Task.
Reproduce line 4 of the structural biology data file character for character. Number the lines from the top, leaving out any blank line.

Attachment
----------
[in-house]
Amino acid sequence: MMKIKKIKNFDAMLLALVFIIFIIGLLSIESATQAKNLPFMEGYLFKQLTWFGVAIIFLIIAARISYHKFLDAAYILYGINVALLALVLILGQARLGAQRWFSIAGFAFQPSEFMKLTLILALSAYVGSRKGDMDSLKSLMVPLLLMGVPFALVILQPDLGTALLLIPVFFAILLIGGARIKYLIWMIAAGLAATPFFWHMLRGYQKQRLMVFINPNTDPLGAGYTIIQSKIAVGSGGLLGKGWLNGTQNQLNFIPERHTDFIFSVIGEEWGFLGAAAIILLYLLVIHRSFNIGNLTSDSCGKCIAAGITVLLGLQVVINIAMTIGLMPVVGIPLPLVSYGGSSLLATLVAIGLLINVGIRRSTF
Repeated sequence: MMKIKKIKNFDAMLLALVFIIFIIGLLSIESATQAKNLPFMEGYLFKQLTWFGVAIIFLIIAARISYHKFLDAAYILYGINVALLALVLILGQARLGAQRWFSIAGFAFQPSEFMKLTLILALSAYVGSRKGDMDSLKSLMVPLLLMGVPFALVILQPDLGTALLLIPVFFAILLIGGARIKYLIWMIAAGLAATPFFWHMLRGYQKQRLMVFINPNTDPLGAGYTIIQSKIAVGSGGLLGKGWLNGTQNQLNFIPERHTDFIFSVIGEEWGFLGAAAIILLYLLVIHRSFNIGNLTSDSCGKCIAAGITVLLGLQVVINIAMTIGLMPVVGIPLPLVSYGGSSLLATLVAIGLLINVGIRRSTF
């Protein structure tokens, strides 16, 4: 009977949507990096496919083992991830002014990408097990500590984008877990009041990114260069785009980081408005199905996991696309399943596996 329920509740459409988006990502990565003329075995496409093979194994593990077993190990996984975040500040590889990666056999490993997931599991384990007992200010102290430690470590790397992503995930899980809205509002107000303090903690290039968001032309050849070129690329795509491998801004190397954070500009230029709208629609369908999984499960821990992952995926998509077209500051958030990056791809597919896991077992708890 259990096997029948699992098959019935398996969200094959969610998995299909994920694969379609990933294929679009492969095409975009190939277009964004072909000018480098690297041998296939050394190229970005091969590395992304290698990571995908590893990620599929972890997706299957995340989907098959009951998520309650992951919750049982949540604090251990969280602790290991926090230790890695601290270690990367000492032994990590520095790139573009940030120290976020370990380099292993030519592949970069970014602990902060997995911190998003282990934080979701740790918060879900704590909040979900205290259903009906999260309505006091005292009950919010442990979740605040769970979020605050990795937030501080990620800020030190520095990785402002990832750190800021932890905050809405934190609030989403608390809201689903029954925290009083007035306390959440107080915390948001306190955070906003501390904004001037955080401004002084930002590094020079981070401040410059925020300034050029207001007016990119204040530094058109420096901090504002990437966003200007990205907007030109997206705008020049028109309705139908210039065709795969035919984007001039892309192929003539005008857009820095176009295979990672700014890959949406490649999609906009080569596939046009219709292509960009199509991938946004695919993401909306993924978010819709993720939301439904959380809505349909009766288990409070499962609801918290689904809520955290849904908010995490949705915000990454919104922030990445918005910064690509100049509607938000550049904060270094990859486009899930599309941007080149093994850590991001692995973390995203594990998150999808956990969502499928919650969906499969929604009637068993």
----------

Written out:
């Protein structure tokens, strides 16, 4: 009977949507990096496919083992991830002014990408097990500590984008877990009041990114260069785009980081408005199905996991696309399943596996 329920509740459409988006990502990565003329075995496409093979194994593990077993190990996984975040500040590889990666056999490993997931599991384990007992200010102290430690470590790397992503995930899980809205509002107000303090903690290039968001032309050849070129690329795509491998801004190397954070500009230029709208629609369908999984499960821990992952995926998509077209500051958030990056791809597919896991077992708890 259990096997029948699992098959019935398996969200094959969610998995299909994920694969379609990933294929679009492969095409975009190939277009964004072909000018480098690297041998296939050394190229970005091969590395992304290698990571995908590893990620599929972890997706299957995340989907098959009951998520309650992951919750049982949540604090251990969280602790290991926090230790890695601290270690990367000492032994990590520095790139573009940030120290976020370990380099292993030519592949970069970014602990902060997995911190998003282990934080979701740790918060879900704590909040979900205290259903009906999260309505006091005292009950919010442990979740605040769970979020605050990795937030501080990620800020030190520095990785402002990832750190800021932890905050809405934190609030989403608390809201689903029954925290009083007035306390959440107080915390948001306190955070906003501390904004001037955080401004002084930002590094020079981070401040410059925020300034050029207001007016990119204040530094058109420096901090504002990437966003200007990205907007030109997206705008020049028109309705139908210039065709795969035919984007001039892309192929003539005008857009820095176009295979990672700014890959949406490649999609906009080569596939046009219709292509960009199509991938946004695919993401909306993924978010819709993720939301439904959380809505349909009766288990409070499962609801918290689904809520955290849904908010995490949705915000990454919104922030990445918005910064690509100049509607938000550049904060270094990859486009899930599309941007080149093994850590991001692995973390995203594990998150999808956990969502499928919650969906499969929604009637068993």